Sudan's Army Monday has taken control of the capital city of Khartoum and arrested acting Prime Minister Abdalla Hamdok as well as members of the sovereign council and other leading politicians. The coup has been condemned around the world, and the US halted US $ 700 million in aid, it was reported.
The city’s airport is closed and international flights have been suspended, while the internet and most phone lines are also down.
The group led by General Abdel Fattah al-Burhan has also declared a state of emergency after firing at thousands of protesters who flooded the streets of Khartoum in opposition to the extreme measures which, according to the triumphing rebels, were necessary to “rectify the revolution’s course” amid internal struggles between military and civilian parties.
As security forces used tear gas to disperse them, protesters could be heard shouting: The people are stronger, stronger and: Withdrawal is not an option! At least three people are reported to have died and some 80 have been hurt after soldiers fired on crowds opposing a military takeover in Sudan. Troops are reported to have been going house to house in the capital Khartoum arresting local protest organisers.
Sudan had been on the brink of institutional collapse since a failed coup plot last month sparked recriminations among military and civilian groups who have been sharing power after the overthrow of the autocrat Omar al-Bashir two years ago.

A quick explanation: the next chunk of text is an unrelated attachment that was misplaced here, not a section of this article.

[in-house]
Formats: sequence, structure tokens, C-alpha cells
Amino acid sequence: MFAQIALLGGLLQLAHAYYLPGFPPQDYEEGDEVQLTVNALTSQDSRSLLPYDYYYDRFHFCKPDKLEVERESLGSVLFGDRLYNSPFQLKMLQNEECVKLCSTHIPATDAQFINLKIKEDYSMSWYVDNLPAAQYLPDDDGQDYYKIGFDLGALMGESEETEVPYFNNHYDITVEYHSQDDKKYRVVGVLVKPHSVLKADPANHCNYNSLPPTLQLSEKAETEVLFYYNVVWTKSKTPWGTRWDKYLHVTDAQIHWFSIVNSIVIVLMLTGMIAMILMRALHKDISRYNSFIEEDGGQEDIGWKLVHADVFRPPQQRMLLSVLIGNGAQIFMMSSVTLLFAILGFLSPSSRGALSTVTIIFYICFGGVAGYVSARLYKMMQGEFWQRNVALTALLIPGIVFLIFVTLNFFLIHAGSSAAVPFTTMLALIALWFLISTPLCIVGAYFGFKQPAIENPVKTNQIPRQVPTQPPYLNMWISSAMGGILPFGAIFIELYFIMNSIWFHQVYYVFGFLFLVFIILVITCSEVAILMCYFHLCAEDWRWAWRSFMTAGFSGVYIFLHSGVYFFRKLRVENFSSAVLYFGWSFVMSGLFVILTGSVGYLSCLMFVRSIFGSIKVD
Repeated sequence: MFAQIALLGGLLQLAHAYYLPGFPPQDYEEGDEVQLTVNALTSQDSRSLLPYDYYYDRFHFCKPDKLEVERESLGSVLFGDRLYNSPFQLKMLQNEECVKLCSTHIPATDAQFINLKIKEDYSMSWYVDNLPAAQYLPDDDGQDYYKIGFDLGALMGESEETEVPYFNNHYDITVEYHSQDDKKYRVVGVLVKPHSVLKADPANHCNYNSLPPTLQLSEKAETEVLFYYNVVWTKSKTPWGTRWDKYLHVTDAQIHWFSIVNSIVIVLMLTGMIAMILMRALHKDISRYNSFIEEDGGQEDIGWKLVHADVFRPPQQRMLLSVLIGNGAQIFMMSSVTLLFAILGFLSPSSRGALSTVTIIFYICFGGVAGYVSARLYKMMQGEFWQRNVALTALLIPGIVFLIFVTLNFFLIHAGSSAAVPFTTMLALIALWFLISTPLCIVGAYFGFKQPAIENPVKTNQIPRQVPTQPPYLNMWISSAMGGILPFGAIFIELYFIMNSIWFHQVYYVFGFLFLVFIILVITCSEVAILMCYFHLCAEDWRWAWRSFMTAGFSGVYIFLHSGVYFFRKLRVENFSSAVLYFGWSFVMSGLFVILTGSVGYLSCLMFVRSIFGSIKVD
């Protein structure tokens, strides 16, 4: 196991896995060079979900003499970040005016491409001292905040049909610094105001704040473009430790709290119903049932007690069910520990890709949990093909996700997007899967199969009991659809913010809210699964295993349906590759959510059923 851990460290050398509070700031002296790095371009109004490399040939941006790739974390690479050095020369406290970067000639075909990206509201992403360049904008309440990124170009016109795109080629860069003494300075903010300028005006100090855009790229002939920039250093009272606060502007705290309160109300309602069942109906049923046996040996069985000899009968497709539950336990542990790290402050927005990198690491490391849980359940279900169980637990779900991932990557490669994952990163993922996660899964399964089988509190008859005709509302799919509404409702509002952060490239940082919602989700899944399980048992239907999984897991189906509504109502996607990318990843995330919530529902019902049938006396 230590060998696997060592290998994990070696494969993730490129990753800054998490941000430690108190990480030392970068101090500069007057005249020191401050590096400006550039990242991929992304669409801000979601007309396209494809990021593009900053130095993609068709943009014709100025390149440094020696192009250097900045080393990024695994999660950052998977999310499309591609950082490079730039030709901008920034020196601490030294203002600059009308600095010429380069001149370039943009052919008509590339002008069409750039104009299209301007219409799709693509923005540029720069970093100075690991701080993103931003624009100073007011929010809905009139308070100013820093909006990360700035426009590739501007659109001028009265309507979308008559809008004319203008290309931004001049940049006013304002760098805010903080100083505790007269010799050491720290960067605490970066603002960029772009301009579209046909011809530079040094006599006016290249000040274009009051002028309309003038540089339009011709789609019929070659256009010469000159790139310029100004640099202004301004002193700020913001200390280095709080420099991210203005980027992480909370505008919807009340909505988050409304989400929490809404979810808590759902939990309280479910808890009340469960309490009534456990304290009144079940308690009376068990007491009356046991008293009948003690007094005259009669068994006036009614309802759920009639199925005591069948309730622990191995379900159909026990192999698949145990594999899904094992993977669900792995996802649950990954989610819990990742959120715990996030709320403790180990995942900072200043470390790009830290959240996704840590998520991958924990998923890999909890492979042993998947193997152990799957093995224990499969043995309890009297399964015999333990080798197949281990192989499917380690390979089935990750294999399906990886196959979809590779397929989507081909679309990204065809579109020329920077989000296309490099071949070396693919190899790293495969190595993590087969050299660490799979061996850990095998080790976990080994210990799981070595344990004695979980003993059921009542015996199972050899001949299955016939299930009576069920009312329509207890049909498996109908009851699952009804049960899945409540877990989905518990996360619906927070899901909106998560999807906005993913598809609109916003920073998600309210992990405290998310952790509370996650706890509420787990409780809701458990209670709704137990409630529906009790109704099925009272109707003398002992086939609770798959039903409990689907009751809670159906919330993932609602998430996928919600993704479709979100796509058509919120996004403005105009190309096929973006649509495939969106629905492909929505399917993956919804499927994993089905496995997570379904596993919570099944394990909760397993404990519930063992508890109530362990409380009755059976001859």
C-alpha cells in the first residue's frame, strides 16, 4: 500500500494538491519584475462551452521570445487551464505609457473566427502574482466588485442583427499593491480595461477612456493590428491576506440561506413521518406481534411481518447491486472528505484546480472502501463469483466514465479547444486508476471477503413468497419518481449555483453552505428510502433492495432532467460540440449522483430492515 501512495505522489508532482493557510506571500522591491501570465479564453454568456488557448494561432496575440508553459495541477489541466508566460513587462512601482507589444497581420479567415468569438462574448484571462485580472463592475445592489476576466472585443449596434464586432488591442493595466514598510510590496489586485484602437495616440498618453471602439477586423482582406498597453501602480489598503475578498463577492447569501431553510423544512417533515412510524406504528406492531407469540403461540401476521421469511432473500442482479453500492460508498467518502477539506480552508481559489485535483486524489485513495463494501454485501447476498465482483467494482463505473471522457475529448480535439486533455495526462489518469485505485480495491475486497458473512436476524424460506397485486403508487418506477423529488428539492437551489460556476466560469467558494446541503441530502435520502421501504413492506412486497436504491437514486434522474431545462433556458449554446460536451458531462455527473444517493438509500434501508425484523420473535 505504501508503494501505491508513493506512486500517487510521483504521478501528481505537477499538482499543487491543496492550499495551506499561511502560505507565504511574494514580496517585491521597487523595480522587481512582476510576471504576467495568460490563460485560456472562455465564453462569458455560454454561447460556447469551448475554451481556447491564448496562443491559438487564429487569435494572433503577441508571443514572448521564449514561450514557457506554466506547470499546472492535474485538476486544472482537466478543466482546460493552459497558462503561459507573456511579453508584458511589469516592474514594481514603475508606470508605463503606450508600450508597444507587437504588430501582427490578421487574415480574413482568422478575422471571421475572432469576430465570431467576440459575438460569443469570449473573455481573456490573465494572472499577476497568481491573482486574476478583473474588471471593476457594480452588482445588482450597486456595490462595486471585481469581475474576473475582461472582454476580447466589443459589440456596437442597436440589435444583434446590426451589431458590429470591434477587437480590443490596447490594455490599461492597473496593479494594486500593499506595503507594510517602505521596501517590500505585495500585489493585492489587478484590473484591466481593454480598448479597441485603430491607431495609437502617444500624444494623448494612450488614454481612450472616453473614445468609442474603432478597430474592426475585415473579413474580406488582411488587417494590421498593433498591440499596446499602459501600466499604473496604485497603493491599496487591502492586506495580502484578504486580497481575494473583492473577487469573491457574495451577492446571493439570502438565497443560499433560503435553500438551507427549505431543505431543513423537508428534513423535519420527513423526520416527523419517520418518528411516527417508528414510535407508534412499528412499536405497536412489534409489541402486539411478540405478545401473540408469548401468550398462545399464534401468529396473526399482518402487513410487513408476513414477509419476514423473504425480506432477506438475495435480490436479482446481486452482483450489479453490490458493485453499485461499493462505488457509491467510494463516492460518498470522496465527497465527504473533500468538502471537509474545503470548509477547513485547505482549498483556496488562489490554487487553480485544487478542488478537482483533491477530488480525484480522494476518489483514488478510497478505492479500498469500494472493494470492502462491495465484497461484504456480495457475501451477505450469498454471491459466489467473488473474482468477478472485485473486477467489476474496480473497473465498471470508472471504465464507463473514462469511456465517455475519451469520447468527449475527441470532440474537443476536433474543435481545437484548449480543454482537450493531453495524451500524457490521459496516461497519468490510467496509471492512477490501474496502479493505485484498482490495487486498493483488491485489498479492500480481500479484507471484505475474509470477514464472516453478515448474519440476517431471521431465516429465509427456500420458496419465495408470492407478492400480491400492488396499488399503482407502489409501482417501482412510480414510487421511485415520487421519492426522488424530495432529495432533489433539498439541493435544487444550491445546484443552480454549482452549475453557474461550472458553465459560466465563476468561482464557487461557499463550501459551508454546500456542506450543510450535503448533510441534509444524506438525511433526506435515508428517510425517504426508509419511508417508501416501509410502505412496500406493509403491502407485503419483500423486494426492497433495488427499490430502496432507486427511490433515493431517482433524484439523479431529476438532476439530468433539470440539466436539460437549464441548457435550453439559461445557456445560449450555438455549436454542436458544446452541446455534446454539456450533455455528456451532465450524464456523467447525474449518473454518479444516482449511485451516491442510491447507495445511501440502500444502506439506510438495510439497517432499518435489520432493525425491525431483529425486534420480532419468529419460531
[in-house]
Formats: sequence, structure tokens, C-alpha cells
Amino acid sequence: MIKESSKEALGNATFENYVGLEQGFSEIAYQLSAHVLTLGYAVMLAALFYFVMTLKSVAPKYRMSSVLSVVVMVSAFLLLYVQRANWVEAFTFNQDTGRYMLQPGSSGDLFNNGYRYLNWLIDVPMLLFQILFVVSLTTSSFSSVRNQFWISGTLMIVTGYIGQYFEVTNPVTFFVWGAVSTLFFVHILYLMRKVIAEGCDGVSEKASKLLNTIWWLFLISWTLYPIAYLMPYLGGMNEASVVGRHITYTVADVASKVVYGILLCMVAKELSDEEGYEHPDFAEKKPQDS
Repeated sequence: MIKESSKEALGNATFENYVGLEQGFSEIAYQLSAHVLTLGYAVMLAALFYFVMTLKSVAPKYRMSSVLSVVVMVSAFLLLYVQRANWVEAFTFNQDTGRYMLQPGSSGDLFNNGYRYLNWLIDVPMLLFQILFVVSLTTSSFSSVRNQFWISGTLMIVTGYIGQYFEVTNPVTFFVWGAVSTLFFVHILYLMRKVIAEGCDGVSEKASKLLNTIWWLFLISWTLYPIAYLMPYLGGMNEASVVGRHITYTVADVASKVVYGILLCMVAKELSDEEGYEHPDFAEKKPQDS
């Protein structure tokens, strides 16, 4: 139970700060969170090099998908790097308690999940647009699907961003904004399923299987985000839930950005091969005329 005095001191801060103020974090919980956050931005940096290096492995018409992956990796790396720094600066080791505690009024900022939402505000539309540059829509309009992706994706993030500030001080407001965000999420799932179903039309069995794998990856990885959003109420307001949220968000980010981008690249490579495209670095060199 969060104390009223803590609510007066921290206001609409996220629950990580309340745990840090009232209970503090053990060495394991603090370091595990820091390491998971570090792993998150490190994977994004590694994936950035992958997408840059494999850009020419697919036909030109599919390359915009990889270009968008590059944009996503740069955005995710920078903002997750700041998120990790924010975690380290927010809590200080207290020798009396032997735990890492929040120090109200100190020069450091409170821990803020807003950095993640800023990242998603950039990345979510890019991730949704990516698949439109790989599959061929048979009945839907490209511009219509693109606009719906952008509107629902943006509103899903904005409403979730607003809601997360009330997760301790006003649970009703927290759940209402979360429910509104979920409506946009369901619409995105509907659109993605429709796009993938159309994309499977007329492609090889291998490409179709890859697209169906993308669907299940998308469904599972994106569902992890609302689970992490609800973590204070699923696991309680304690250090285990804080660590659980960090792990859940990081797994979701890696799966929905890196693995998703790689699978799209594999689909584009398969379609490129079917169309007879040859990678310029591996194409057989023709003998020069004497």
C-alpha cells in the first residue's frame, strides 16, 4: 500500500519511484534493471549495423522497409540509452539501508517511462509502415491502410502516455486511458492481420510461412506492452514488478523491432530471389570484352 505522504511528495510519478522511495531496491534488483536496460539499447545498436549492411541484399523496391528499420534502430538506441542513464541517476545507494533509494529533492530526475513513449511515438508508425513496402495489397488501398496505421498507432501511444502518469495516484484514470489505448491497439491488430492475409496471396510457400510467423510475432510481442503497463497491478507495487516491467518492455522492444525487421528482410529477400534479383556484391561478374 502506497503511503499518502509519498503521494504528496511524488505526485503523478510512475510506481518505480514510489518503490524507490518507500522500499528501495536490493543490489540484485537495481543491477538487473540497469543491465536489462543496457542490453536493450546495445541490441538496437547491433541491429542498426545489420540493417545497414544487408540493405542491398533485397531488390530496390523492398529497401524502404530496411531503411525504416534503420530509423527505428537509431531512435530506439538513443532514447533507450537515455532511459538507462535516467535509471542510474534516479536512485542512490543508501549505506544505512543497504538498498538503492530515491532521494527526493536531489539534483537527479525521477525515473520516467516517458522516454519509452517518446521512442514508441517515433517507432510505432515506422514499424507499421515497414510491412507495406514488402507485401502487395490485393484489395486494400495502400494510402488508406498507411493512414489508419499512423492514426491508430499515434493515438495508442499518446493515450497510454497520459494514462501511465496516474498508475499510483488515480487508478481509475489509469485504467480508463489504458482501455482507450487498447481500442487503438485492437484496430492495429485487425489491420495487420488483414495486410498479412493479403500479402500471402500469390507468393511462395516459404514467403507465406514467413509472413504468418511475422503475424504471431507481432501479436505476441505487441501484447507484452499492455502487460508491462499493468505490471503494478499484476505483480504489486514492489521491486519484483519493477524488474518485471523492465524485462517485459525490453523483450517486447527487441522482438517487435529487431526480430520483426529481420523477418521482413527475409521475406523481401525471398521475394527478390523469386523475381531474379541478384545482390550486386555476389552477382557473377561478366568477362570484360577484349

Members of a disparate alliance that includes warlords, military men, militia leaders and former loyalists to the Bashir regime have been calling for the restoration of military rule, while several cabinet ministers last week participated in large protests in Khartoum and other cities.
Prime Minister Hamdok was detained overnight and taken to an undisclosed location after refusing to state support of the coup, said the Information Ministry, which was still under the control of Hamdok supporters.
As news of the coup spread, large numbers of anti-military protesters converged on key streets in Khartoum, pushing barriers outside the military headquarters where clashes and injuries were reported. The Information Ministry said protesters faced gunfire as they gathered near the Defense Ministry headquarters.
Images posted on social media appeared to show large crowds marching on Khartoum's Africa Street, which runs from near the international airport towards the city centre, with the sound of gunfire audible in some videos. Initial reports suggest that at least a dozen people were injured.
Sudan has experienced a series of coups since gaining independence from Great Britain and Egypt in 1956. Bashir came to power in a military coup in 1989 after overthrowing the country's last elected government. Since Bashir was ousted by street protests, a political transition has seen Sudan emerge from international isolation under his rule of nearly three decades. Elections would be held in late 2023. The army was supposed to pass the leadership of the joint sovereign council on to a civilian, but transitional authorities had struggled to move forward on issues such as handing over Bashir to the International Criminal Court, where he is wanted for war crimes.